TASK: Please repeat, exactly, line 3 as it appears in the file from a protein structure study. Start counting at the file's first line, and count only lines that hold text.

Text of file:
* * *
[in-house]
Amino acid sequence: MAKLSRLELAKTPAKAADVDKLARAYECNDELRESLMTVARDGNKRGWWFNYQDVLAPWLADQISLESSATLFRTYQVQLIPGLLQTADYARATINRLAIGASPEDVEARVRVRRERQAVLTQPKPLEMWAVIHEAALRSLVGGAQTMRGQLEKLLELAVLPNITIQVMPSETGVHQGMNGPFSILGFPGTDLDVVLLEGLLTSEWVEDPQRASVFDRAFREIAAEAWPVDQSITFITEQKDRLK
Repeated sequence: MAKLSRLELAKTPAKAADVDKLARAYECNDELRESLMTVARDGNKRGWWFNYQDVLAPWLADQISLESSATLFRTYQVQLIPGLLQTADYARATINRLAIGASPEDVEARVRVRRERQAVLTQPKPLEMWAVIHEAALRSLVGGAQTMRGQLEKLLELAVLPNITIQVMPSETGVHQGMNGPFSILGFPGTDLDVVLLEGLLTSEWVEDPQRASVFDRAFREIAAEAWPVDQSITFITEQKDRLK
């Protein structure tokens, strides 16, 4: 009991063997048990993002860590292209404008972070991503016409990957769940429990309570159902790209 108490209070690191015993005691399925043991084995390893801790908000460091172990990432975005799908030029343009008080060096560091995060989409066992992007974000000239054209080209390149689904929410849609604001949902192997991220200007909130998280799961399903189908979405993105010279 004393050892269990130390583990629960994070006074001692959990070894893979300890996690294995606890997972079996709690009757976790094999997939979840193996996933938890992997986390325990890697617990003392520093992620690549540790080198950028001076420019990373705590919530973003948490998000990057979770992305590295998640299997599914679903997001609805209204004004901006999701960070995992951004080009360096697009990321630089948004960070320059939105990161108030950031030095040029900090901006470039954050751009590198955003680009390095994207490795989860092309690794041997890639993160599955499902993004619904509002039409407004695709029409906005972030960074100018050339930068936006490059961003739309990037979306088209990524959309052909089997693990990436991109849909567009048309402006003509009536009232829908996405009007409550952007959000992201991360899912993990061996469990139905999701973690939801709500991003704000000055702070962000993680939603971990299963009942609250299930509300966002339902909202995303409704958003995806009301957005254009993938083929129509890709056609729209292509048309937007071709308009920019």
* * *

Repeated sequence: MAKLSRLELAKTPAKAADVDKLARAYECNDELRESLMTVARDGNKRGWWFNYQDVLAPWLADQISLESSATLFRTYQVQLIPGLLQTADYARATINRLAIGASPEDVEARVRVRRERQAVLTQPKPLEMWAVIHEAALRSLVGGAQTMRGQLEKLLELAVLPNITIQVMPSETGVHQGMNGPFSILGFPGTDLDVVLLEGLLTSEWVEDPQRASVFDRAFREIAAEAWPVDQSITFITEQKDRLK